par Bertrams, Kenneth
Référence Academic Culture and International Relations. A Transatlantic Perspective (11-12 Mai 2012: Munich)
Publication Non publié, 2012-05-11
Communication à un colloque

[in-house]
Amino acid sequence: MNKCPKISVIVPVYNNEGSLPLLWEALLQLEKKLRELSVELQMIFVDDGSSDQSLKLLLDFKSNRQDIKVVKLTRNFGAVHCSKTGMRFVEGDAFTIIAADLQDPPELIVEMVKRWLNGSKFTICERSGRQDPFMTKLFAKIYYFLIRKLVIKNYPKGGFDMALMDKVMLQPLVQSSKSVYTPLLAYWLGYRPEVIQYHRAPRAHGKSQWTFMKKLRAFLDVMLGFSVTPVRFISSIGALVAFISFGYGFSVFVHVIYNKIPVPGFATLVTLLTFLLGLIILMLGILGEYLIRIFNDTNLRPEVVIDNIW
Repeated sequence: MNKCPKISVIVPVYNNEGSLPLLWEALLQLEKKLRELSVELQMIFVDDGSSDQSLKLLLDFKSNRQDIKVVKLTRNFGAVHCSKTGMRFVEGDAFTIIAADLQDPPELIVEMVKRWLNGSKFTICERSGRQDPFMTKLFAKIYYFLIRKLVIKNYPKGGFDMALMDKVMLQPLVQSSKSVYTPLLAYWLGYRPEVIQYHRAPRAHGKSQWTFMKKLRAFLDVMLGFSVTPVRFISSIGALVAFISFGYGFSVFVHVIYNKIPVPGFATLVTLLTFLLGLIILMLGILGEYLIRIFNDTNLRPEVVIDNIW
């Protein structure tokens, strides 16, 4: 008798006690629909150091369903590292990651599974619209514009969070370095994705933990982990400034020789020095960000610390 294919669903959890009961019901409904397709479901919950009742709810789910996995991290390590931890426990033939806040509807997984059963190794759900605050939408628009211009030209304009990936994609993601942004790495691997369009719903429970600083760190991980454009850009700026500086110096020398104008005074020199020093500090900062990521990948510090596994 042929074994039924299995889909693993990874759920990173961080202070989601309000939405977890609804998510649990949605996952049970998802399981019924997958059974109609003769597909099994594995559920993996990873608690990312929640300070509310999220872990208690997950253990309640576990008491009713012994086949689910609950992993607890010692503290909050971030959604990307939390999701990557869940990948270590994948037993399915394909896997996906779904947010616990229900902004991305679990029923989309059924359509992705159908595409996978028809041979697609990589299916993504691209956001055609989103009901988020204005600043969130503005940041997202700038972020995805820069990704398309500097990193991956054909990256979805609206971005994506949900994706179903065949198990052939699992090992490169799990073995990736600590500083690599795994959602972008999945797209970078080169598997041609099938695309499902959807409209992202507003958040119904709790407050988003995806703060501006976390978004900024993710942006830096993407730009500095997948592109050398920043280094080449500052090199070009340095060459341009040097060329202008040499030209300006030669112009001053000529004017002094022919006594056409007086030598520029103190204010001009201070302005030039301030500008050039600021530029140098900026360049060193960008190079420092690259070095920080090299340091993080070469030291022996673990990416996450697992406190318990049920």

Résumé : The Belgian American Educational Foundation (BAEF) was created in 1919 as an offspring of two humanitarian agencies set up during World War One in Belgium. One was the Committee for Relief in Belgium (CRB), launched and directed by future US President Herbert Hoover; the other was its local counterpart, the National Committee for Relief and Alimentation, headed by Belgian financier Emile Francqui and inspired by the prominent chemical tycoon Ernest Solvay. Relying in a dubious manner on the foundations’ financial remainders (Francqui had secured the money from the government), they envisaged the creation of a series of academic institutions, which would cope with Belgium’s scientific backwardness. Among the projects, Hoover came up with the idea of an exchange program between American and Belgian scholars, which was first mentioned in a conversation held with Francqui in July 1916. By 1920 the CRB Educational Foundation (renamed as BAEF in 1938) drew 24 Belgian fellows (including future Prime Minister Paul Van Zeeland) travelling to the US and 22 Americans to Belgium – all receiving full coverage of enrolment and of travel expenses, as well as a stipend.